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Rachel Peric's picture

Most Americans live in communities that look different today than in the past.  Our neighbors and our children’s classmates come from across the globe; in fact, one in four kids in America today hails from an immigrant family.  But whether we were born here or elsewhere, we all want the same things, including to raise our families in a safe community and to feel like we belong.


And let’s face it - change can be hard. Adjusting to a new life in an unfamiliar  place can be challenging for immigrant families - and also an adjustment for families who’ve lived in the community all their lives.  That’s made even more difficult by our political climate, which is creating an environment in which children are being bullied and moms attacked just because of where they come from or what they look like.   


America can do better, and moms can lead the way.


We at Welcoming America believe it's important to reaffirm the values that make our communities places for everyone to belong and thrive.


You can make a difference by creating a welcoming climate in your neighborhood or community at large. Here are five local event ideas to help you celebrate Welcoming Week, a time to lift up the values that unite us as parents, neighbors, and colleagues, and to make our towns more welcoming to everyone who calls their community home. Welcoming America can help you plan; our event host guide has tips, checklists, and more.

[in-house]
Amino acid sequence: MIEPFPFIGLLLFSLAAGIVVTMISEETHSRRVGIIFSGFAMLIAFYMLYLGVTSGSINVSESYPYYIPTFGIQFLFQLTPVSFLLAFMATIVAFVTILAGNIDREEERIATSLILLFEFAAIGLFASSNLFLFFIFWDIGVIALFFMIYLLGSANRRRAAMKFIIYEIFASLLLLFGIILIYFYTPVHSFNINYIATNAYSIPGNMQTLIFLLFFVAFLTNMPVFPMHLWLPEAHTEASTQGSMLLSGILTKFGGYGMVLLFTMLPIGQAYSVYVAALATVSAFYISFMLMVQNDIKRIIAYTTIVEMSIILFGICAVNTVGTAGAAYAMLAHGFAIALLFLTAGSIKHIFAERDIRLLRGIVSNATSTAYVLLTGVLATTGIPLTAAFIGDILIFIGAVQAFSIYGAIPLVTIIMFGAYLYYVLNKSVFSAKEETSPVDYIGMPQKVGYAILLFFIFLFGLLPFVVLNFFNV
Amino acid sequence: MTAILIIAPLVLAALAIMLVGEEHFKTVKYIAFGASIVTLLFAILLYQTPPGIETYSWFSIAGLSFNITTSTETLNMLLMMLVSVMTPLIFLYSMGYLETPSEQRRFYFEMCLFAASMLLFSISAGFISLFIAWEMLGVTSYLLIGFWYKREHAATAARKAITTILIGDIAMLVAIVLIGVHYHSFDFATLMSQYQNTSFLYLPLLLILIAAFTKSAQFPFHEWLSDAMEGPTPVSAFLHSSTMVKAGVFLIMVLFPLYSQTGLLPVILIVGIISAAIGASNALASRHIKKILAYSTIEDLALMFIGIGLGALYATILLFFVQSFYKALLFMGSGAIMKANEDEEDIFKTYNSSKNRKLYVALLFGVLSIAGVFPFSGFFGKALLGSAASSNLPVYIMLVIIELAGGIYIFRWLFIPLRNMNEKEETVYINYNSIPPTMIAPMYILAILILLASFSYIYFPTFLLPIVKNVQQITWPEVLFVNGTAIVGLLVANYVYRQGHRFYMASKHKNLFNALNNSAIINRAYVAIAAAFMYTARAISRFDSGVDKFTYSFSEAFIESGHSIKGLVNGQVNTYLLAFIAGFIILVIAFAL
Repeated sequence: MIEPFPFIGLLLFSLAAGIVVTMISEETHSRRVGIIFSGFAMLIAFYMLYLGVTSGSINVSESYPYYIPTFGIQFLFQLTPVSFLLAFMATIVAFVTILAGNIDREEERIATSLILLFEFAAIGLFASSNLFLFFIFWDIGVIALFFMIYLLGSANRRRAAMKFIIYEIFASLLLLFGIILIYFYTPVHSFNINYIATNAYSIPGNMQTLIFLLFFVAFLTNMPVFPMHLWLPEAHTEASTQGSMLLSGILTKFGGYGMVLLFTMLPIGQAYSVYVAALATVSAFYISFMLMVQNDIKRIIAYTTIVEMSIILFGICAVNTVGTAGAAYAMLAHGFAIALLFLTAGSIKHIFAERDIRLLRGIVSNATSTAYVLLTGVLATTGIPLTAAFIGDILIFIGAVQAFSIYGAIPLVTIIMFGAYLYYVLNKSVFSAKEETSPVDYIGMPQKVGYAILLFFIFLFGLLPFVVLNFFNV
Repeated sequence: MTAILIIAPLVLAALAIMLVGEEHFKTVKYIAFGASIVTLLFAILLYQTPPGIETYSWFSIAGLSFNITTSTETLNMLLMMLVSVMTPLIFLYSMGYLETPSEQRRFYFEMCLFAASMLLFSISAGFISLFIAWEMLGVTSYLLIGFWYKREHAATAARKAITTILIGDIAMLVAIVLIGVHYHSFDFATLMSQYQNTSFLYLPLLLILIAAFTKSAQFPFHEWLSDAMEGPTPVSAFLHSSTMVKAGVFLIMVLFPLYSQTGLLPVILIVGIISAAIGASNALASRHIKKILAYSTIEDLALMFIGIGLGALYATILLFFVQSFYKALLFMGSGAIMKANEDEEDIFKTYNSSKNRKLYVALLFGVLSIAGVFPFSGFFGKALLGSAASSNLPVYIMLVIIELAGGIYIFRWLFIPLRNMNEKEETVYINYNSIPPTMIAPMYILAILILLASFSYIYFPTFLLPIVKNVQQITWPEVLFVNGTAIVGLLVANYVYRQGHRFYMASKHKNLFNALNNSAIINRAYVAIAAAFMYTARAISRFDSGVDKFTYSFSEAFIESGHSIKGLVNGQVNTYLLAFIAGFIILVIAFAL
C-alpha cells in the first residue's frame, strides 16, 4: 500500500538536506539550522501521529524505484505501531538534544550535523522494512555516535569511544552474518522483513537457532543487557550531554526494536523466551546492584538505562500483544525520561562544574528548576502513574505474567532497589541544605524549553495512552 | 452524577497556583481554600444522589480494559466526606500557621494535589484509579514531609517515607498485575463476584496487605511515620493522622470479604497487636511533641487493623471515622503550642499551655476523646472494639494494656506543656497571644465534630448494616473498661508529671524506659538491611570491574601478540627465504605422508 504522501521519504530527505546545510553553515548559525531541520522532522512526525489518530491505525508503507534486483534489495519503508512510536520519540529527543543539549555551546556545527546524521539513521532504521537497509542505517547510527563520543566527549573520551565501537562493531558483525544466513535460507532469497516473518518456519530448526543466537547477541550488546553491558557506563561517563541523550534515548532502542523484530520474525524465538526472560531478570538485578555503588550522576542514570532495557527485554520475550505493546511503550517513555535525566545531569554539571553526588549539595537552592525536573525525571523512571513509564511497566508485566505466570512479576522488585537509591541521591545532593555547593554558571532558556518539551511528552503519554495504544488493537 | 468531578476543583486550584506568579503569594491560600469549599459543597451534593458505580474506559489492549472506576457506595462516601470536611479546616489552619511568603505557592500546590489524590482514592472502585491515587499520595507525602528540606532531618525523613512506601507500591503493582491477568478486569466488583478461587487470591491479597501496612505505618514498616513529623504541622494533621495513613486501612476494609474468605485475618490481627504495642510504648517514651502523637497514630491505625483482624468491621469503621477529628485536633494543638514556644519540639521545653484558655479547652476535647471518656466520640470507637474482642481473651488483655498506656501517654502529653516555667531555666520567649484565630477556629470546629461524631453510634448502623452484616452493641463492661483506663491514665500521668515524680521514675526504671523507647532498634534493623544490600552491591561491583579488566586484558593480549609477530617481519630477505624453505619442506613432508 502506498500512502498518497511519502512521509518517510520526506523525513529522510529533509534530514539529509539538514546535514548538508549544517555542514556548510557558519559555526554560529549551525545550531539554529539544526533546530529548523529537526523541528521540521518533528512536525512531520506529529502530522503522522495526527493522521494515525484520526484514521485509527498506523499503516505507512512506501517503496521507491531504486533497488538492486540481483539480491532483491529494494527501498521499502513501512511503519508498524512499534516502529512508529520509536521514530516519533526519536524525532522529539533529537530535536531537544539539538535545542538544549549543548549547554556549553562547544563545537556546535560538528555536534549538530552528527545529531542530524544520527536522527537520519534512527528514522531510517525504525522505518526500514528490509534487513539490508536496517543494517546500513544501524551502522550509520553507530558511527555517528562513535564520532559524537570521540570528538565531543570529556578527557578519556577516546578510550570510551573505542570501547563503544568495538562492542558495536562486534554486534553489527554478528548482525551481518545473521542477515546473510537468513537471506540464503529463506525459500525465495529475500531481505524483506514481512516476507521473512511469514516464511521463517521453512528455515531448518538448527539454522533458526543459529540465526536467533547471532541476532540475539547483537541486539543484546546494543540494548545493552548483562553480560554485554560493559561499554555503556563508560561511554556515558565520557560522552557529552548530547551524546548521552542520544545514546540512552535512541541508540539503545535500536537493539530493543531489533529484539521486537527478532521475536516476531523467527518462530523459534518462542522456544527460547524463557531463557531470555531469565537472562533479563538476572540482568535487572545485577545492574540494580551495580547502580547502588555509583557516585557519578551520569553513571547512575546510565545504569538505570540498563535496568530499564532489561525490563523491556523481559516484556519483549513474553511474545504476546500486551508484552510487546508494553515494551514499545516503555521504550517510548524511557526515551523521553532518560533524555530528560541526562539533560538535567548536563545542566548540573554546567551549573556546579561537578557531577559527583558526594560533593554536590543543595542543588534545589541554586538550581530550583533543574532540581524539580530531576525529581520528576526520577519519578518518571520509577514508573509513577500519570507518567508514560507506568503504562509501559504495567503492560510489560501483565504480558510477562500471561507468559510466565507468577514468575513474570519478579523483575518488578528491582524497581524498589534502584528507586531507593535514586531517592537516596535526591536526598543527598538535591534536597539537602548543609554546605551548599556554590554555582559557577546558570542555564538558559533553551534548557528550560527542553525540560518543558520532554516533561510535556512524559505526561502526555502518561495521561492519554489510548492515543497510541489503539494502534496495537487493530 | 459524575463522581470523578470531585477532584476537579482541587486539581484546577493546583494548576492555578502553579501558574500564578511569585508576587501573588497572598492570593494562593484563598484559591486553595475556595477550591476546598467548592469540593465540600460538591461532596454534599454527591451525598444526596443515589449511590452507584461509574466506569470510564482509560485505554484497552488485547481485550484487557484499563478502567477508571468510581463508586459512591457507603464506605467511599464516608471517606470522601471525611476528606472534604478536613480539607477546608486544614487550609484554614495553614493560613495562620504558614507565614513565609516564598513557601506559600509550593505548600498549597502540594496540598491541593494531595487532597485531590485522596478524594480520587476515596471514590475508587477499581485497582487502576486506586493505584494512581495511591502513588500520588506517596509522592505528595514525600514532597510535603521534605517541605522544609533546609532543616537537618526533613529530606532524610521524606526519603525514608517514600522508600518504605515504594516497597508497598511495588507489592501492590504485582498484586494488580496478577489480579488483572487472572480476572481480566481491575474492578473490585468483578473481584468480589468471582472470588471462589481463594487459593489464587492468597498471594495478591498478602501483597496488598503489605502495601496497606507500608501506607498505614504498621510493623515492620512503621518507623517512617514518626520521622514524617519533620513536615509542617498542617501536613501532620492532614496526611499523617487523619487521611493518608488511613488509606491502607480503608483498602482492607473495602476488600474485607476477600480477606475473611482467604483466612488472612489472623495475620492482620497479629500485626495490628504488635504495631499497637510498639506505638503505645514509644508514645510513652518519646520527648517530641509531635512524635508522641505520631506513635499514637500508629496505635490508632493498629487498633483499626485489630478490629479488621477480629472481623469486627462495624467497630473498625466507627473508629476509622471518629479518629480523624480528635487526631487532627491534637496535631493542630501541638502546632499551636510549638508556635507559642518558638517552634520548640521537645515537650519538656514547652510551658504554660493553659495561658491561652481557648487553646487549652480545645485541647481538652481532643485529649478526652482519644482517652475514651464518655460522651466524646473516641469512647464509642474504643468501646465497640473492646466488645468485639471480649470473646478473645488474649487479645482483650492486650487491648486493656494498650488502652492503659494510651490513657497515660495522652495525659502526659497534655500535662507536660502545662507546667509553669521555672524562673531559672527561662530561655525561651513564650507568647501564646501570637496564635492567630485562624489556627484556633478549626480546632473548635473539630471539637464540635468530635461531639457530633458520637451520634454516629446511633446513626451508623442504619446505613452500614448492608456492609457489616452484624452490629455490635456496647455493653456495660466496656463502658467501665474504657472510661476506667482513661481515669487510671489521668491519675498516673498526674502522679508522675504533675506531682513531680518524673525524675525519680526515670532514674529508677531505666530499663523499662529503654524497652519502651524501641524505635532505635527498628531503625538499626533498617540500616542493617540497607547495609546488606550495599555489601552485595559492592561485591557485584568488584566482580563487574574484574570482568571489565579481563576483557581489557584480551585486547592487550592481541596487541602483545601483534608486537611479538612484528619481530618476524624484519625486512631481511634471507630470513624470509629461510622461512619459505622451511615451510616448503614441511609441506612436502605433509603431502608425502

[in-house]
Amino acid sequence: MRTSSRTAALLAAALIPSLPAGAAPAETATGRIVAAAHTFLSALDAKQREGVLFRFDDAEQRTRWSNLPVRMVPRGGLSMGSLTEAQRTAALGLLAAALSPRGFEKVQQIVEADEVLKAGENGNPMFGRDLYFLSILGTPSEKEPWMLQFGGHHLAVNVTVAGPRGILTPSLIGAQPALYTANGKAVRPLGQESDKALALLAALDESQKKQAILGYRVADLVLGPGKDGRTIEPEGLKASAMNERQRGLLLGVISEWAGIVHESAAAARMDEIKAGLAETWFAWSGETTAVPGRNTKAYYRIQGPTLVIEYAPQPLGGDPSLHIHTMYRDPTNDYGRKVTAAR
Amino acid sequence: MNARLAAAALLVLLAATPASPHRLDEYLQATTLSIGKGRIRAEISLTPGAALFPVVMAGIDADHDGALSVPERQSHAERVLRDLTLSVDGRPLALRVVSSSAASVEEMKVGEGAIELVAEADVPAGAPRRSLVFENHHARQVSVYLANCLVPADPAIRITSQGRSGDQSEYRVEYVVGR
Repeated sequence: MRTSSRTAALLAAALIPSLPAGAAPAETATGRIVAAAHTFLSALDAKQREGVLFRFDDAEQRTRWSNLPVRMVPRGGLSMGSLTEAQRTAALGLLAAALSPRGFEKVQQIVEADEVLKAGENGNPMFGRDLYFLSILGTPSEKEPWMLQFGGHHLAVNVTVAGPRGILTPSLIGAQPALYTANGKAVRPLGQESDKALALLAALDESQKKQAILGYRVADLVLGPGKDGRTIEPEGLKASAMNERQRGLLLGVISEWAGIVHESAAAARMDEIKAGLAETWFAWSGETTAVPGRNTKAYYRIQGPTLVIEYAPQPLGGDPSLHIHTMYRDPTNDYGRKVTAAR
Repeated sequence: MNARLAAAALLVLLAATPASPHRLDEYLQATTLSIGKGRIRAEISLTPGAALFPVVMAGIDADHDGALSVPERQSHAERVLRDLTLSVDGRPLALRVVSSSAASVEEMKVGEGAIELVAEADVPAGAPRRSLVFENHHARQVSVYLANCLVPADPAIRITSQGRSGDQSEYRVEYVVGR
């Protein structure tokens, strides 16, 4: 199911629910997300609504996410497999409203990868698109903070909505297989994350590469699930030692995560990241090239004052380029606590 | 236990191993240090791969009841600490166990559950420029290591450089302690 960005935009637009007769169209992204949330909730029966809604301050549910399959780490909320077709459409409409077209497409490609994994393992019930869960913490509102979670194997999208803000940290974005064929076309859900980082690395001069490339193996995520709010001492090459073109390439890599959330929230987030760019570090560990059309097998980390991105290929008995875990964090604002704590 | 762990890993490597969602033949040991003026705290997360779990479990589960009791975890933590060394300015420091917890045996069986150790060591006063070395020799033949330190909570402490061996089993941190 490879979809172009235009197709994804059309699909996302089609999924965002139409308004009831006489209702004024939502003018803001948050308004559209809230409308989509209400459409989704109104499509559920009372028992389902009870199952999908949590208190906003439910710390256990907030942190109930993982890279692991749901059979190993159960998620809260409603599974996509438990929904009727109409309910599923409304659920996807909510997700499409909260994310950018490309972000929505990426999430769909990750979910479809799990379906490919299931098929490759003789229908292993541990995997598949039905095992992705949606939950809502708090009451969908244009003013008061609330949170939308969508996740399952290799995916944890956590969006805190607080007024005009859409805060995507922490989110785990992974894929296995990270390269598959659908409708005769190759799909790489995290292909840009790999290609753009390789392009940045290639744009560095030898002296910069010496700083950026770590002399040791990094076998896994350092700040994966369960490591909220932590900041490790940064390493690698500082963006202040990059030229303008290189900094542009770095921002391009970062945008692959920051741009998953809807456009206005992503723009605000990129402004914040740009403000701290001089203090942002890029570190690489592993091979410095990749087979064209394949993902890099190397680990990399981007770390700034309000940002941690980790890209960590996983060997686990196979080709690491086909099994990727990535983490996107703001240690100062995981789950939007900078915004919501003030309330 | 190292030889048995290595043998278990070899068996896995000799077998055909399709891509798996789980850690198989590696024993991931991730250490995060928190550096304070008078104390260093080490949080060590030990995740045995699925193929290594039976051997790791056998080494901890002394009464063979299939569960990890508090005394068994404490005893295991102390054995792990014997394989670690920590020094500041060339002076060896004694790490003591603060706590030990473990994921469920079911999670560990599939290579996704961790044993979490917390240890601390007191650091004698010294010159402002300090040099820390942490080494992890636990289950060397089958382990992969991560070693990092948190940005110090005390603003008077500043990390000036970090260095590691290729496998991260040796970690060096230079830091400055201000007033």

Join us to celebrate inclusion and welcoming for everyone during Welcoming Week this Sept. 15-24. Start planning your event today. Thank you!

1. Simply say “hi" to an immigrant or refugee mom and share your story of building a bridge with a #WelcomingWeek.

2. Host a dinner in your home. Food unites people across culture, age, and religion. Host a dinner to welcome new neighbors, introduce friends and family to one another, and unite over shared values. Encourage everyone to bring a dish to share!

3. Organize a neighborhood block party. Political signage and opinions may vary widely on your street, but when people actually meet each other, they often find many things they have in common. Organize a neighborhood block party to encourage conversation and bridging of divides. Ice cream is optional but open minds are required.

4. Talk to your child's teacher about creating a welcoming classroom. One of the first places that refugee and immigrant families have the opportunity connect with others is in schools. Ensuring refugee and immigrant students and their families feel welcome and accepted in their school environments is not only foundational for their academic success, but their longer-term economic and social success, as well. When we have welcoming schools, our children succeed and our communities thrive. Here are some great sample lesson plans, resources, and ideas.

5. Lift up diverse businesses. Immigrants play a vital role in revitalizing many communities by launching restaurants, physician offices, real-estate agencies, grocery stores, and much, more more. Consider supporting locally-owned immigrant-owned businesses for your various needs. Immigrant-owned businesses employ one out of every 10 workers in the United States. Immigrants also make up 28 percent of “main street” business owners and in some metropolitan areas.


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